After September 11, there has been little else on television. Other than news about a nightmare come true. In New York.
Not that it was the biggest killing ever. Many more have died. In Rwanda. Cambodia. Sierra Leone. Or in the earthquake in Bhuj (Gujarat). Except that those nightmares did not get as much coverage as Black Tuesday in NY. Or that many viewers.
News coverage of the events in New York by both international channels and Indian channels has been unprecedented, topping even the other major stories of the year, such as the earthquake in January in Bhuj, in which more than 50,000 people died. The TAM figures for the week 21 January 2001 to 27 January 2001, the week the Bhuj earthquake (26 January) took place, and the week 9 September 2001 to 15 September 2001, when the New York attacks (September 11) took place reveal an interesting picture. Across all news channels, international as well as regional, the number of viewers in C&S homes in SEC A and B, among those over the age 15, was much more than when the earthquake in Gujarat.
Take STAR News. In the week of the Bhuj earthquake the percentage reach of STAR News in Mumbai was 27.98. For the week of the New York attacks, it was 37.52. In Calcutta, for the week of the Bhuj earthquake, STAR News reached 17.68 per cent. For the week of the New York attacks, it was 53.17 per cent. The corresponding figures in Delhi were 24.69 per cent versus 43.64 per cent, and in Chennai 11.84 per cent versus 16.19 per cent. In Bangalore it was 21.49 versus 15.88; in Hyderabad 21.64 versus 33.78; in Ahmedabad 40.19 versus 21.8, a figure that bucks the trend, perhaps reflecting the anxiety of Ahmedabad then that it would be the next to come tumbling down. And in Cochin it was 18.06 versus 27.38.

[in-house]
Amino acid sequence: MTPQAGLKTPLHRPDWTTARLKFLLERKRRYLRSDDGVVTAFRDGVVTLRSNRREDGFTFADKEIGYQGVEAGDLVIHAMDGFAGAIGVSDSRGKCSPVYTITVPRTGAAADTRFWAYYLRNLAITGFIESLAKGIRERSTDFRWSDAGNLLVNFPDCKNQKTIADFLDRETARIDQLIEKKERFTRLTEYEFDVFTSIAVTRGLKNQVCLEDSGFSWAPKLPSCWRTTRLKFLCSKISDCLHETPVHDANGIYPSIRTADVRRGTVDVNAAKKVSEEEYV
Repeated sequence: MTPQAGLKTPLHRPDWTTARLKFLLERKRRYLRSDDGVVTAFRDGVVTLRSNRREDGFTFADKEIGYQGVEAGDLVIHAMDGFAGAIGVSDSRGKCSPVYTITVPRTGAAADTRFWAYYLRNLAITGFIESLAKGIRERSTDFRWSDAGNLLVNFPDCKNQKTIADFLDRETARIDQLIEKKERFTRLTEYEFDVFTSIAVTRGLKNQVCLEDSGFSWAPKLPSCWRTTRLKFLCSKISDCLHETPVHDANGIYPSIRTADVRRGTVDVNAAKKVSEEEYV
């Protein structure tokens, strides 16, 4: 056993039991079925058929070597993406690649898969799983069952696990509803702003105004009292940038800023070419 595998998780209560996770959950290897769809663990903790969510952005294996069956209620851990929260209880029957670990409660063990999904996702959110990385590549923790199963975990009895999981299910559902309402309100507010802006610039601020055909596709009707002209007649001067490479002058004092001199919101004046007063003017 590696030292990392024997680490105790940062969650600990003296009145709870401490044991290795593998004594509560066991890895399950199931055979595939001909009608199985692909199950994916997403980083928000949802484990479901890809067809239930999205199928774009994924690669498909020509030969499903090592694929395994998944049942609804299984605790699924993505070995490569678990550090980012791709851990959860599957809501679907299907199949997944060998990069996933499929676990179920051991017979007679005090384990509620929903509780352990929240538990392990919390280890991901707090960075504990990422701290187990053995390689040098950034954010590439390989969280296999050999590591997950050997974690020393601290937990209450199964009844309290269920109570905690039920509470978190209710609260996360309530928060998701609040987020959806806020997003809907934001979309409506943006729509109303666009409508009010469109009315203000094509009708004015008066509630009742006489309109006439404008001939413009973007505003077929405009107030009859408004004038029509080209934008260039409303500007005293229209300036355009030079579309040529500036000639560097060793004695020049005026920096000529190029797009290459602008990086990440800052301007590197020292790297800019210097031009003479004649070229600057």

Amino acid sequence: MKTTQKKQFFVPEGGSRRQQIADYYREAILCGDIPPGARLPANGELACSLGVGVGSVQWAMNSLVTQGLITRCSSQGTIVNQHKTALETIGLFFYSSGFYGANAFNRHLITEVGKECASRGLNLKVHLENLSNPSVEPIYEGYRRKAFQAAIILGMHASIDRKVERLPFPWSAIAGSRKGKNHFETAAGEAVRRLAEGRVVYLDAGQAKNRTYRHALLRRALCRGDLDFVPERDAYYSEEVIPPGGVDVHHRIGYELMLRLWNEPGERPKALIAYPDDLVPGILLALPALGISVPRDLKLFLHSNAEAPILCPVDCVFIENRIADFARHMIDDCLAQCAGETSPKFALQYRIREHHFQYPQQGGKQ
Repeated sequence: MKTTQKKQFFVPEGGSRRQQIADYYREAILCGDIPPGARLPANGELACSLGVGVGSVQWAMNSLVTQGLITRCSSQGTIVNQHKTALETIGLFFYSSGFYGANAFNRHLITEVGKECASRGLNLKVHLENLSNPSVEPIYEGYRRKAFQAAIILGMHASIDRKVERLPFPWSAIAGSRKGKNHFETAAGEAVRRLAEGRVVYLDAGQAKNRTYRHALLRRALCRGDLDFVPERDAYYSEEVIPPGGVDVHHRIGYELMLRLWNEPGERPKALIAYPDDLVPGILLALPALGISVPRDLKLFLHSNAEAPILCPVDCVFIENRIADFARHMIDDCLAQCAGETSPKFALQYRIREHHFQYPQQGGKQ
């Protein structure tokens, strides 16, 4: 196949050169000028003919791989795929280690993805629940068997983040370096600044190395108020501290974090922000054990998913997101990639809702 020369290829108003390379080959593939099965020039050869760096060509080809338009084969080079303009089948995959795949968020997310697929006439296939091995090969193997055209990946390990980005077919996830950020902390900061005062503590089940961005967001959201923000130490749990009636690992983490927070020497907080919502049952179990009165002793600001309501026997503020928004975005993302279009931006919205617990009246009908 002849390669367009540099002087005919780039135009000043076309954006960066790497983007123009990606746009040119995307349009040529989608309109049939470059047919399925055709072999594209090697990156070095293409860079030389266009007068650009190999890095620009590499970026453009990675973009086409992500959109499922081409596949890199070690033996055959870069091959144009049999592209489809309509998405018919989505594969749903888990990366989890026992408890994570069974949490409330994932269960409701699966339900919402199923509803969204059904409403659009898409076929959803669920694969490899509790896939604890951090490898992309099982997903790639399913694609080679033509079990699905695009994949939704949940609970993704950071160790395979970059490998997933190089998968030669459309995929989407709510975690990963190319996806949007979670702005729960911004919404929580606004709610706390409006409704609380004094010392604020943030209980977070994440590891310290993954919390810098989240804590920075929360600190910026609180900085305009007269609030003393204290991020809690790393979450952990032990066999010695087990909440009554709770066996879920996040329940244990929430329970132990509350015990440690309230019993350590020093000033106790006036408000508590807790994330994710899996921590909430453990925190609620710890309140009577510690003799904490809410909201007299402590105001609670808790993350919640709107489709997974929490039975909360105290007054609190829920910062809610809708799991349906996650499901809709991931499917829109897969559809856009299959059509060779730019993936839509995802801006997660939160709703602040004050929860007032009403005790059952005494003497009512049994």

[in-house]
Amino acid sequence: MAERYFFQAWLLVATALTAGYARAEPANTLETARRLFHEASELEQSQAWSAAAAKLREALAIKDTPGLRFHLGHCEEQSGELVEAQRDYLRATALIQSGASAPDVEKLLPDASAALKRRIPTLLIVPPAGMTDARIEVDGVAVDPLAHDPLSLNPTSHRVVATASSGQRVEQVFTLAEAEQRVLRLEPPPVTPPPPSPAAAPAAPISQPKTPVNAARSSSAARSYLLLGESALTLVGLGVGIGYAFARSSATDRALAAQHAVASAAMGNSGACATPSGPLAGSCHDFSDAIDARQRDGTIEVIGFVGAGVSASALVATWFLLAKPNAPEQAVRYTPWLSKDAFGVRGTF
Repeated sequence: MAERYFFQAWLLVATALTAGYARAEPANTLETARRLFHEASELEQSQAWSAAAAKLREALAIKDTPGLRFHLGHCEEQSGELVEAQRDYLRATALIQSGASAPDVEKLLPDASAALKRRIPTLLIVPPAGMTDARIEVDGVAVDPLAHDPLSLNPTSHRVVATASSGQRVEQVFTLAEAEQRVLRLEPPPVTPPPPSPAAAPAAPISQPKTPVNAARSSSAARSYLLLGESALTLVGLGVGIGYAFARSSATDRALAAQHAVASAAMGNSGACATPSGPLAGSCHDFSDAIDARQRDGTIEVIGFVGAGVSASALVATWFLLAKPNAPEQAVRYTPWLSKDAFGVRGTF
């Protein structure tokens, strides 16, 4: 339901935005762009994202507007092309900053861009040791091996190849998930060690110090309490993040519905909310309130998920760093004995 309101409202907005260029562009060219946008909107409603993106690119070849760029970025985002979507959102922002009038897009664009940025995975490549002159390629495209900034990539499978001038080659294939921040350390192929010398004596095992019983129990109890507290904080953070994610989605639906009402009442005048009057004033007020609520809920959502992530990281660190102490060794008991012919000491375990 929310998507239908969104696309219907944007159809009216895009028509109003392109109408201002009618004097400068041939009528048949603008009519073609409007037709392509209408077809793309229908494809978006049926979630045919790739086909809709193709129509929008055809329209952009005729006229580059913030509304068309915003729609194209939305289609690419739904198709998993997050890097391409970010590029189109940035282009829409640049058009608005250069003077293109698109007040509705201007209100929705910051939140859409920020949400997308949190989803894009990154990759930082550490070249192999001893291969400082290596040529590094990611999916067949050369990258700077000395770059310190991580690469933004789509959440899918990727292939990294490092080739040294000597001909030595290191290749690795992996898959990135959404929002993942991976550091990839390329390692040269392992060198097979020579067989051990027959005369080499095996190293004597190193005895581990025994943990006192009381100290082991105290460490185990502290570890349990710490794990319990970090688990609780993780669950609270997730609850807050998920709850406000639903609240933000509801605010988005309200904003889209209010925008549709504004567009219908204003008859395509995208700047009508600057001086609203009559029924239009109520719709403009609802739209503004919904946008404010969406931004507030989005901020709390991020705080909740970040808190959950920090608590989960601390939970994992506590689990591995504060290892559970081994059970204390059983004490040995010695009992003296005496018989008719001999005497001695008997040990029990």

In the week of the Bhuj earthquake the percentage reach of CNN in Mumbai was 8.37. For the week of the New York attacks, it was 20.35. In Calcutta, for the week of the Bhuj earthquake, CNN's reach was 3.01. For the week of the New York attacks, it was 29.66 per cent. The corresponding figures in Delhi were 2.84 per cent versus 14.88 per cent, in Chennai 8.73 per cent versus 23.51 per cent. In Bangalore 7.1 per cent versus 22.92; in Hyderabad, 6.41 versus 28.28; in Ahmedabad, 13.73 versus 29.99. And in Cochin 9.5 per cent versus 29.58 per cent.
Take the other big international channel BBC. In the week of the Bhuj earthquake, the percentage reach of BBC World in Mumbai was 17.11. For the week of the New York attacks, it was 34.68. In Calcutta, for the week of the Bhuj earthquake, BBC World reached 14.14 per cent. For the week of the New York attacks, it was 46.75 per cent The corresponding figures in Delhi were 10.54 per cent versus 17.33 per cent; in Chennai 14.98 per cent versus 27.81 per cent; in Bangalore 19.87 versus 35; in Hyderabad 14.98 versus 26.01; in Ahmedabad 25.96 versus 33.38; and in Cochin 33.89 versus 53.07.
Allowances must be made for the fact that the attacks took place on a Tuesday, while the earthquake struck on a Friday. Or that the attacks took place live, while information about the earthquake took some time to filter in. Yet, at the same time, the evidence is quite convincing that Indian news channels and foreign news channels were flooded with viewers, seeking more knowledge and more insight into a tragedy that occurred far from Indian shores. In fact, according to TAM figures for September 11 to 14, right after the attacks took place, there was a 14-fold jump in news channel viewership. And in cities like Cochin, where viewers normally watch news as part of the Surya TV or Asianet coverage, rather than tune in to regular news channels, viewership went through the roof. There was a near 50 per cent jump in viewership on Tuesday.
Why did this happen? Why did so many more Indians tune on to news to watch the events as they unfolded in NY? Are we getting used to living with calamities at home?
© 2001 agencyfaqs!